2. – Cf. Henri Guillemin, Silence aux pauvres!, Arléa, 1996. Again, the reference to the French Revolution is obvious and particularly with reference to the “honest people” of which La Fayette spoke, and which grouped together the owners whose fear of the revolution manifested itself at the meeting of the Estates General, a fear not to leave them until Thermidor.
  3. – We are not speaking here of violence from black blocks, but of the basic violence of yellow vests like that deployed at the Narbonne toll booth, in Puy-en-Velay and Bordeaux, to name only the more famous cases.
  4. – For Thomas Hobbes (mid-17th century), political society can emerge and replace the state of nature thanks to the social contract. Reasonable individuals concede to a higher authority, the State, whether absolutist in Hobbes or liberal in John Locke, certain rights in exchange for security (protection of property and the execution of past contracts). For Max Weber (early 20th century), “the state can only be defined sociologically by the specific means which are specific to it, namely legitimate violence”. What in effect is specific to our time is that it only grants groups or individuals the right to resort to violence to the extent that the State tolerates it: the latter then is sole source of the “right” to violence (Le savant et le politique, coll.” 10/18 “, Plon, 1959). “The fact of ordering itself obeys a norm: it is not an arbitrary freedom, neither a grace nor a privilege”.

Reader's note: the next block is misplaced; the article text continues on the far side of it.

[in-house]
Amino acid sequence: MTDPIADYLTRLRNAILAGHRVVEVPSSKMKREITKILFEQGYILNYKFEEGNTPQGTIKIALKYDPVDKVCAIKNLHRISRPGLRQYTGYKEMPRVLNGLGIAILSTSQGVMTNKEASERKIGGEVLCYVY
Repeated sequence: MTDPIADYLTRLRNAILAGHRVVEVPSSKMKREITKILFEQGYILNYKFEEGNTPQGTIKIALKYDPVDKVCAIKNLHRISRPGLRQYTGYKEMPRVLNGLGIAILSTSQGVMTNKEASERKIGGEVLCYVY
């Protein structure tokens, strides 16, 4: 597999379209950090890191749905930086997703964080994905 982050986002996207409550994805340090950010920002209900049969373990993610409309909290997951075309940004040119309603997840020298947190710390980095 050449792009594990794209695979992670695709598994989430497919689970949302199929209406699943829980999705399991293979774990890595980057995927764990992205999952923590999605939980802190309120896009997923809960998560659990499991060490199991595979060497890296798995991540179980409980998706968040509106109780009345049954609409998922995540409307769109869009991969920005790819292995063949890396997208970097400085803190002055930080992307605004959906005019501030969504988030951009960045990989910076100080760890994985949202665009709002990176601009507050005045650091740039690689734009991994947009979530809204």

5. – See in this respect the news report “Police, au cœur du chaos. L’enquête BFM-TV”, where a divisional commissioner makes it clear how the yellow vests do not play the usual game of negotiated protests.
  6. – The gradual change in attitude of the yellow vests towards the police is clear. Without them necessarily spontaneously intoning the “national police, militia of capital” of the various militant groups, it became increasingly clear to them that the “order” forces of “order” were in fact the forces of “an order”.
  7. – See the article in Temps critiques “Un analyseur de la crise de la reproduction des rapports sociaux capitalistes : Les Gilets jaunes”. http://tempscritiques.free.fr/spip.php?article408. (For our english translation of this text, see: http://autonomies.org/2019/09/the-gilets-jaunes-a-movement-as-movement/).
  8. – “Discontinuité ou fin du mouvement des Gilets Jaunes?”: http://blog.tempscritiques.net/archives/3212
  9. An action to block the passage to the first stage of continuous evaluation of the BAC demonstrates the first concrete possibility. This is what teachers from Clermont-Ferrand started to do. See https://france3-regions.francetvinfo.fr/auvergne-rhone-alpes/puy-de-dome/clermont-ferrand/clermont-ferrand-profs-toujours-mobilises-contre-reforme-du-bac-1773653.html